into the Temple and began to cast out those who were selling. "It
is written," he said to them, "My house shall be a house of prayer,
but you have made it a brigands' cave."
And he taught
daily in the Temple. The chief priests and the scribes sought to
kill him, as did the chief men of the nation; and they could not
discover anything they could do to him, for all the people, as they
listened to him, hung upon his words.
BY WHAT AUTHORITY?
One day, while Jesus was teaching the people in the Temple and telling
them the good news, the chief priests and scribes with the elders
came up and said to him, "Tell us, by what authority do you do these
things? Or, who is it who gives you this authority?" He said to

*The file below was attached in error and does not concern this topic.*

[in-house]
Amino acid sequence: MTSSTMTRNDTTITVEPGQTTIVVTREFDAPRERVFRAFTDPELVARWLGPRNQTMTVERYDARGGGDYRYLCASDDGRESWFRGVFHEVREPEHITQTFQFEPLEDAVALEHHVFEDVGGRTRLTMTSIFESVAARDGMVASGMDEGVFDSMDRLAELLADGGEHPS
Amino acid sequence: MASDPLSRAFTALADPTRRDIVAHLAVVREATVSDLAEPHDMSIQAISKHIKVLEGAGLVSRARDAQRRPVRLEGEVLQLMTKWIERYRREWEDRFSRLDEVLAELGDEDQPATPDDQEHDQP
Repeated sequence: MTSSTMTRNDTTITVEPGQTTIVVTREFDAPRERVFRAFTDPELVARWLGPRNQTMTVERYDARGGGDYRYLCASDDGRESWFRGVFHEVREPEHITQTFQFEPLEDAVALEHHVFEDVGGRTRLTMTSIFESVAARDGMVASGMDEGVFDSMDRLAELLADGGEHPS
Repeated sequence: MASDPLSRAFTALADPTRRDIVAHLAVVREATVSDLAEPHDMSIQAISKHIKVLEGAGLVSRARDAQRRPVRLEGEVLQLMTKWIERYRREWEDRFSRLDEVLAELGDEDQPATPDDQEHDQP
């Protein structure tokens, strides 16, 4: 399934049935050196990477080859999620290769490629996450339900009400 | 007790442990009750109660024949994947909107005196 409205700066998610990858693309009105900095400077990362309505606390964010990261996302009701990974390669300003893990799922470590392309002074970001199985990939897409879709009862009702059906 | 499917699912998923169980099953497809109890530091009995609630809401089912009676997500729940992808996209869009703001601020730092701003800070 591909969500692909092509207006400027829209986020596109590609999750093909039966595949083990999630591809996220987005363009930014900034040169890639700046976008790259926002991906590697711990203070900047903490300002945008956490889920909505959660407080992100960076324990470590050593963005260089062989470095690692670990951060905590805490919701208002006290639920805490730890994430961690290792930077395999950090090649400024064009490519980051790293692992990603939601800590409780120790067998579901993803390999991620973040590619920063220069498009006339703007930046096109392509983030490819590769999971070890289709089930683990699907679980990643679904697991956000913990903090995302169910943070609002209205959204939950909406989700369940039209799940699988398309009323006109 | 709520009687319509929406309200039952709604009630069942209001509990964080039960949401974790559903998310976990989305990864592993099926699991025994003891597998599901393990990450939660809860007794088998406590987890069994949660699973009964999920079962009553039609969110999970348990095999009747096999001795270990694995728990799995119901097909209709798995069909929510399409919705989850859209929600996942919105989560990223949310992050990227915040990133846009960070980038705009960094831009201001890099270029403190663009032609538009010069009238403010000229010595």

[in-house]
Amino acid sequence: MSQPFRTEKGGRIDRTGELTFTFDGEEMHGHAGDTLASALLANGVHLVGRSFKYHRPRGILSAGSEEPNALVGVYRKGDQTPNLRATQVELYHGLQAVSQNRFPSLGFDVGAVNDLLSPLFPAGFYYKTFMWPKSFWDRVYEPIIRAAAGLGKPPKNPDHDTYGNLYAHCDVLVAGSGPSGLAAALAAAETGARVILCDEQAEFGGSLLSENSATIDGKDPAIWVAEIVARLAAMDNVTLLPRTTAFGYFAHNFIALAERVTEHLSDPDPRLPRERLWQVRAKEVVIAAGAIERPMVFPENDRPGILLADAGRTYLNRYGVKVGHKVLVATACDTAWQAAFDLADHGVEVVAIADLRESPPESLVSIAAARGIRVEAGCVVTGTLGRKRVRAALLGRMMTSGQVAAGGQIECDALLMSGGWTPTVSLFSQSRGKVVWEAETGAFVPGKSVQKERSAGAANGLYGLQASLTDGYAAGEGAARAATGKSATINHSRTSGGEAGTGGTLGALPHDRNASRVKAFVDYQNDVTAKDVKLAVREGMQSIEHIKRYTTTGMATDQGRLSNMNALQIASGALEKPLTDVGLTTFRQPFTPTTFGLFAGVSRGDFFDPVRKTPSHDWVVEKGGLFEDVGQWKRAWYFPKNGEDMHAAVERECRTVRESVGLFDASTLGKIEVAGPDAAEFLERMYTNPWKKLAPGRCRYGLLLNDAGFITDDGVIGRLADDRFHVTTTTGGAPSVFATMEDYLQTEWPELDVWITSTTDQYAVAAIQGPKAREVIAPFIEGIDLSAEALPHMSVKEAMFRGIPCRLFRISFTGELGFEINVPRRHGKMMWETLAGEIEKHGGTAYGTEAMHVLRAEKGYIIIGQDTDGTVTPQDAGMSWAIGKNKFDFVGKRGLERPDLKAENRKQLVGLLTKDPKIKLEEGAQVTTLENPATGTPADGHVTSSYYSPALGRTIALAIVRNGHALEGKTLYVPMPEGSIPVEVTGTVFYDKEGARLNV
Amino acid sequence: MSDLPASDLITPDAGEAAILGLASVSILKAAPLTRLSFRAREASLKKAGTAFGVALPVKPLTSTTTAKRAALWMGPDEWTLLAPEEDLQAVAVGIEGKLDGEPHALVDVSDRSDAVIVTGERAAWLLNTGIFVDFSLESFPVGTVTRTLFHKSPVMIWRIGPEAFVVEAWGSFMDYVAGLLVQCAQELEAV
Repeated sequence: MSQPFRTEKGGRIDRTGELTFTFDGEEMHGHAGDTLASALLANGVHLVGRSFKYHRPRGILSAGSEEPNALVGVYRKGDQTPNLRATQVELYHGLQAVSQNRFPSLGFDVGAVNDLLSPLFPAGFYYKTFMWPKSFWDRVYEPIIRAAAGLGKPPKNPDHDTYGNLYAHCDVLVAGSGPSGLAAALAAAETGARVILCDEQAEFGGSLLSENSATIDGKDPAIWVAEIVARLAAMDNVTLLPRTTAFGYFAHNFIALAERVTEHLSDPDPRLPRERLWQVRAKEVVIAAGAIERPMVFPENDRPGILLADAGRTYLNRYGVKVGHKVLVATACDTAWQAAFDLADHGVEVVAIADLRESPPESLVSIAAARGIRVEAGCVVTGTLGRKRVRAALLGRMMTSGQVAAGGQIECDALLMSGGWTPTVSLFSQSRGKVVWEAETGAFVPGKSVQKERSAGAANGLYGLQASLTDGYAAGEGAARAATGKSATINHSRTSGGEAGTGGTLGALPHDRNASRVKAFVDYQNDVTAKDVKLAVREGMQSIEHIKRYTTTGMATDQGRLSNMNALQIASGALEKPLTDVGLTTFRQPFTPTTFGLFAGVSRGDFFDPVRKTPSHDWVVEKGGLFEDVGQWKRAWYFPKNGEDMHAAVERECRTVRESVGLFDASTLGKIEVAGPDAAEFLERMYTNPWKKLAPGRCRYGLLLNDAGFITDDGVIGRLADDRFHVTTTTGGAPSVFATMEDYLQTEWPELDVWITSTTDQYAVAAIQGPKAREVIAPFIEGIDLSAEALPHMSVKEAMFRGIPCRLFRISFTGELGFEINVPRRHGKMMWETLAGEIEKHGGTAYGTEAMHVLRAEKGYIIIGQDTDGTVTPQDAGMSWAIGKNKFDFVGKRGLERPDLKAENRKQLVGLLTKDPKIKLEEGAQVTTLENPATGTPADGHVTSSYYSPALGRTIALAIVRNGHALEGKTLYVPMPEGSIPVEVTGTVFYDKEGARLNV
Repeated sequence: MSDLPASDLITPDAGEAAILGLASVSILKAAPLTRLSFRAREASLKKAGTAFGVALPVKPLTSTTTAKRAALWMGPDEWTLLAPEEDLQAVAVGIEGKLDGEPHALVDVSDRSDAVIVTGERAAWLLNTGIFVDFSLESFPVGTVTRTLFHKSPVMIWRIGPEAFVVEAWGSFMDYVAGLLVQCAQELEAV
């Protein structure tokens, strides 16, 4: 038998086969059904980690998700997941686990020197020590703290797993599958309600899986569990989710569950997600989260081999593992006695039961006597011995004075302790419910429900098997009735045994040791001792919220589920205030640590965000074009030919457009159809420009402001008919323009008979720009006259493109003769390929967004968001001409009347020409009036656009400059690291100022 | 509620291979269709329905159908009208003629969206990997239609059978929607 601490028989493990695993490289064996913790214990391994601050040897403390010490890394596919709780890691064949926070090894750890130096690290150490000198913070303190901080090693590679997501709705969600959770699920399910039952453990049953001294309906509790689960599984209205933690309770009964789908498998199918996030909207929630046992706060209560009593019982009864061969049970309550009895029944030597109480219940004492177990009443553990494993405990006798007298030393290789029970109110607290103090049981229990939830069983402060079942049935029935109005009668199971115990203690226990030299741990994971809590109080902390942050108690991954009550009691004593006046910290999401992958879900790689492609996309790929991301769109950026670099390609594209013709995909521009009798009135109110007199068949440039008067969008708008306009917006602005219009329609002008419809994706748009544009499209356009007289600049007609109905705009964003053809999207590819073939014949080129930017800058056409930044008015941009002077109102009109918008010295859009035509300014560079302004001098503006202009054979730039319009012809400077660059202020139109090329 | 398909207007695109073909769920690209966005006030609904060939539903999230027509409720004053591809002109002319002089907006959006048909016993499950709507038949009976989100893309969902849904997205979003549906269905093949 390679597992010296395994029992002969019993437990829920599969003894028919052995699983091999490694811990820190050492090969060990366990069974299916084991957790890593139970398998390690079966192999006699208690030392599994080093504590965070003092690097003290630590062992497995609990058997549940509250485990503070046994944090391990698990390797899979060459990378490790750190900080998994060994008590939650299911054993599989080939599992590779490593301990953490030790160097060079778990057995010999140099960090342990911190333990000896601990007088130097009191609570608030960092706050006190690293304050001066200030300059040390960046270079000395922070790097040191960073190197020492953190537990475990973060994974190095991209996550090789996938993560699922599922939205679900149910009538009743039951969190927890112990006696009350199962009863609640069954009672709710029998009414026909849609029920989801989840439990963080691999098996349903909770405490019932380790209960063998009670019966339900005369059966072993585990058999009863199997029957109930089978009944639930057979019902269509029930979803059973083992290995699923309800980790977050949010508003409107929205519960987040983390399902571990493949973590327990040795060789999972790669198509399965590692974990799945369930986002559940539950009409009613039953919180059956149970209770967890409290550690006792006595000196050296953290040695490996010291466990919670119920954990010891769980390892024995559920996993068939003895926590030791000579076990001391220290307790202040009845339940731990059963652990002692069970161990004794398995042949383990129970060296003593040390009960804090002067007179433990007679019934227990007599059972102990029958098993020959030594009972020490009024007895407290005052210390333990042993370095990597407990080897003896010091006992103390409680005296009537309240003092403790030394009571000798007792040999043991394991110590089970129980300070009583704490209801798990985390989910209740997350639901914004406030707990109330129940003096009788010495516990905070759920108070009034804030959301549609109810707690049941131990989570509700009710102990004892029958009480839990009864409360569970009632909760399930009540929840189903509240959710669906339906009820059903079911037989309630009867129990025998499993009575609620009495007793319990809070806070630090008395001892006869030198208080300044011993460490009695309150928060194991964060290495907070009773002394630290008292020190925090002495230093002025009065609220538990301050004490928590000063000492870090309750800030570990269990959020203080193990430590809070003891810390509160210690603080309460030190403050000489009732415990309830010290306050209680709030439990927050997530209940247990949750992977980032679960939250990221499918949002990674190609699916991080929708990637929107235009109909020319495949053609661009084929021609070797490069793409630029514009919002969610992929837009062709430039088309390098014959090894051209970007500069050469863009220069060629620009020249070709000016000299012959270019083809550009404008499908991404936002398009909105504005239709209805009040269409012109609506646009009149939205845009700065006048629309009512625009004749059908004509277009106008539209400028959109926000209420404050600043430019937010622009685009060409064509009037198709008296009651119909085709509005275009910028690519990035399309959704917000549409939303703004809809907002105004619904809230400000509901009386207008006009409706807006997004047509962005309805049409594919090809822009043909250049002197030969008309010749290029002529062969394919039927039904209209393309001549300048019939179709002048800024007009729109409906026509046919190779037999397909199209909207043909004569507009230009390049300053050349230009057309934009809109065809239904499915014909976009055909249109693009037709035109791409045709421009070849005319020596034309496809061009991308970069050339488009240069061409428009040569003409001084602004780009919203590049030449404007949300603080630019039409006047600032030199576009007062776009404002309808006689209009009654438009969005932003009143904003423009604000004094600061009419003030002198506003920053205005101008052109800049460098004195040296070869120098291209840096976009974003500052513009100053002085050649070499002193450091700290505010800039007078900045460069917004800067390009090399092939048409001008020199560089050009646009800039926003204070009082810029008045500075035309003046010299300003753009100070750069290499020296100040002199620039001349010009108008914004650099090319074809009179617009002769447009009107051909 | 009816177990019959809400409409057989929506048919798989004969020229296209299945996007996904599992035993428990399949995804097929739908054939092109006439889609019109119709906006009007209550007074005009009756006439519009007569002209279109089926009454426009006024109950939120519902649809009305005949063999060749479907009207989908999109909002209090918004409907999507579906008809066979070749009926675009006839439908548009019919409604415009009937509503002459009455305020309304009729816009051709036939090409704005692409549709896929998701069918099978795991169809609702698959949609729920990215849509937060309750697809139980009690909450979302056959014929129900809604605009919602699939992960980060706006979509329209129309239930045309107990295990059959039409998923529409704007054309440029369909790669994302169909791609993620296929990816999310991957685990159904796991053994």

them, "I, too, will ask you for a statement. Tell me, was the baptism
of John from heaven or from men?" They discussed it with each other.
"If," they said to each other, "we say, 'From heaven,' he will say,
'Why did you not believe in him?' But, if we say, 'From men,' all
the people will stone us, for they are convinced that John was a
prophet." So they answered that they did not know where it was from.
Jesus said to them, "Neither do I tell you by what authority I do
A PARABLE WHICH WAS A CONDEMNATION
began to speak this parable to the people. "A man planted a vineyard
and let it out to tenants, and went away for a long time. At the
proper time he dispatched a servant to the tenants so that they
might give him his share of the fruit of the vineyard. The tenants
beat him and sent him away empty-handed. He went on to send another
servant. They beat him, too, and maltreated him, and sent him away
empty-handed. He went on to send a third. This one they wounded
and threw out. The owner of the vineyard said, 'What am I to do?